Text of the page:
Home

About CSTA
Administrator Impact Award
CSTA Chapters
CSTA International Affiliates
CSTA Governance
Grant Support Requests
Members Making a Difference
Volunteers
Contact Us
Media

Advocacy/Outreach
CSEdWeek
CSALT
Advocacy Tools
CSTA Presentations

Membership Information
About Our Members
My Member Info
Individual Membership
Institutional Membership
Manage Your CSTA Account

CSTA Source Web Repository

Get Connected!

Read our Advocate Blog
Download the CSTA Voice
Download our key Reports
Listen to our Podcasts
Watch our PD Videos
Join us on Facebook

Follow us on Twitter


Curriculum
CSTA K-12 Standards
Computer Science in K-8
Computational Thinking
Curriculum Resources

Professional Development
CSTA Annual Conference
CSPrinciples Summit
Job Board
Teacher Workshops

Research
High School Surveys
Key Research
Major Research Reports

Resources
Brochures, Posters, Videos
CS Custom Search
CS Events for Kids
K-12 Virtual Binders
Highlighted Resources
Other Repositories

Sponsorship
Corporate Sponsorship
Meet Our Sponsors
Featured Announcements

Teacher Certification
Certification Resources
U.S. State Requirements





Certification Resources


Bugs in the System:
Computer Science Teacher Certification in the U.S.

It has been said that we teach our young people what we value, but the importance of Computer Science in our daily lives hasn't translated to a respectable presence in classrooms. Nor is it represented in the confused, disparate and sometimes absurd teacher certification processes that those who want to teach Computer Science find themselves navigating. Computer Science teacher certification across the nation is typified by confounding processes and illogical procedures--bugs in the system that keep it from functioning as intended. Bugs in the System reports on an 18-month research project to determine the nature of Computer Science teacher certification in the U.S. and details the results for each state and the District of Columbia. As these state "report cards" clearly show, each state has its own process, its own definition of Computer Science, and its own ideas about where it fits in a young person's educational program (if at all). Click here to download Bugs in the System.

Click here to access the roll-over map and view or download individual state reports from the Bugs in the System: Computer Science Teacher Certification in the U.S. report.


Ensuring Exemplary Teaching in an Essential Discipline: Addressing the Crisis in Computer Science Teacher Certification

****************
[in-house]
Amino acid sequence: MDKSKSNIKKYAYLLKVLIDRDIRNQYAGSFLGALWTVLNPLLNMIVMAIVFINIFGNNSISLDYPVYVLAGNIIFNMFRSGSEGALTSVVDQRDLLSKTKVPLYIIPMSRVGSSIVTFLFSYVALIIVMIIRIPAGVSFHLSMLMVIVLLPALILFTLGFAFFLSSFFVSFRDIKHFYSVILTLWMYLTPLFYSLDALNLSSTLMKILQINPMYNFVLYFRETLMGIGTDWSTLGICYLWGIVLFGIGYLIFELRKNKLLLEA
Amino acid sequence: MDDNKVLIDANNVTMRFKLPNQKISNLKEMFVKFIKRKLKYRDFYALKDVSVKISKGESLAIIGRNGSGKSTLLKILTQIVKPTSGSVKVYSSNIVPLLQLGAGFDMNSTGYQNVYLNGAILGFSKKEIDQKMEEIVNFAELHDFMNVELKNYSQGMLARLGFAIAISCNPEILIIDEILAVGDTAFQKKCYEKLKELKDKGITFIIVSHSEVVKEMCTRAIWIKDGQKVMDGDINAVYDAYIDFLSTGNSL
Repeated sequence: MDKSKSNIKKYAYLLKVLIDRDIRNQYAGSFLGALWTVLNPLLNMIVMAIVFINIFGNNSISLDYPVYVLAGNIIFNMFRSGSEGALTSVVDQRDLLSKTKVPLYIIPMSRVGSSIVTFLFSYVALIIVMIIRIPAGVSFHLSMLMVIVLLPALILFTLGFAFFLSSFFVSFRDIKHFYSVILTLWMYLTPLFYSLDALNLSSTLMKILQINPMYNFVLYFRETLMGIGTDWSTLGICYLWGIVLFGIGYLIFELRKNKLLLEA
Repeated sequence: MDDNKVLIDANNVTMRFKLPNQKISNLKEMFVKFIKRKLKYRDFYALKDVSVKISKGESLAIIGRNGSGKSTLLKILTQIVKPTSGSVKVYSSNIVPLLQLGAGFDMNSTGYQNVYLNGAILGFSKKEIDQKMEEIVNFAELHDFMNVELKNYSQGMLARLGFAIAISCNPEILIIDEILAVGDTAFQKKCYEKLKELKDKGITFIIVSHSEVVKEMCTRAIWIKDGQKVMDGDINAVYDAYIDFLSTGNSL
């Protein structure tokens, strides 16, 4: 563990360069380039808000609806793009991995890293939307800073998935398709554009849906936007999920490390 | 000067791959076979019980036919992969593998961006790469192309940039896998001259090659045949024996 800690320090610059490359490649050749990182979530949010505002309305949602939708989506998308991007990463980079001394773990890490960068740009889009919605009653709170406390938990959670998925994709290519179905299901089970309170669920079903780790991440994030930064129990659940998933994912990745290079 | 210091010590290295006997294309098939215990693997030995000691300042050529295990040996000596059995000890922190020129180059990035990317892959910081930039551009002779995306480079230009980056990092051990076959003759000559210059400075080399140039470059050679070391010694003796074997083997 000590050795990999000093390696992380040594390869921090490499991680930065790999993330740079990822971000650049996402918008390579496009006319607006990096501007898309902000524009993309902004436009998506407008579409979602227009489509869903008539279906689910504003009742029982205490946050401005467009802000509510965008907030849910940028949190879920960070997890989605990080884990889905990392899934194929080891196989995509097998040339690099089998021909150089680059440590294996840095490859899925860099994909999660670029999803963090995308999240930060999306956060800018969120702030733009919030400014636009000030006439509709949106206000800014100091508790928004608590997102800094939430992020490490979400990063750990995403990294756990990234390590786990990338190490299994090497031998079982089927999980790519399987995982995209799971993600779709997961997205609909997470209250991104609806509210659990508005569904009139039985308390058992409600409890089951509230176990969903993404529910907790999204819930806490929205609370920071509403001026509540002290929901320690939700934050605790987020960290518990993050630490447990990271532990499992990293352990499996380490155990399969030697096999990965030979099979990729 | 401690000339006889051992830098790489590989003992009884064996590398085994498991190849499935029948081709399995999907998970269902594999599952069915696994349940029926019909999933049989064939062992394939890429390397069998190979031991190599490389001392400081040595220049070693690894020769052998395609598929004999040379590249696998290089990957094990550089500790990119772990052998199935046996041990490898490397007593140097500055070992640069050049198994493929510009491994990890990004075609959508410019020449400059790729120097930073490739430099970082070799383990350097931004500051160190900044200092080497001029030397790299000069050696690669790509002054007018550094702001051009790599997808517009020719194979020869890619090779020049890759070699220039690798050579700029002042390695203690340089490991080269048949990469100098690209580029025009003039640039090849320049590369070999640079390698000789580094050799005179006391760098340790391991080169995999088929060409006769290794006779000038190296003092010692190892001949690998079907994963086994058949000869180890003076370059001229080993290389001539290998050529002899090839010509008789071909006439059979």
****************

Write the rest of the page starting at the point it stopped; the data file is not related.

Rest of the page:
For computer science teachers, the challenge of becoming and remaining exemplary educators is hampered by systems of pre-service education and teacher certification that are profoundly disconnected from the discipline of computer science and the needs of teachers and students. This white paper addresses a number of aspects of the crisis in high school computer science teacher certification. It includes a comprehensive description of the issues relating to certification, a review of the relevant research literature, a selection of examples of current teacher certification models, and a set of recommendations for a multi-level model that will provide detailed requirements for educators from multiple pathways, including new teachers, teachers from other disciplines with computer science experience, teachers with no computer science experience, and people transitioning to teaching from business and industry. Click here to download the white paper.


Teacher Participation


Reading List

While the current body of research is not extensive, there are a significant number of key studies and papers that provide valuable insight into and information regarding methods courses for pre-service computer science teachers. This list of readings has been compiled to support further discussion on this issue. Click here to download the methods course reading list.

Methods Course Syllabus

This methodology course was developed as part of the MOBILIZE project to assist pre-service mathematics and science teachers to build the pedagogical knowledge and equitable teaching practices needed to teach secondary computer science concepts. Click here to download the methods course syllabus.




   

CSTA works at many levels to support computing education.

Elementary and Middle school
(problem solving &
computational thinking)

High school
(computing &
computer science)

College/university
(enrollment &
transition)

Industry
(engagement &
preparation)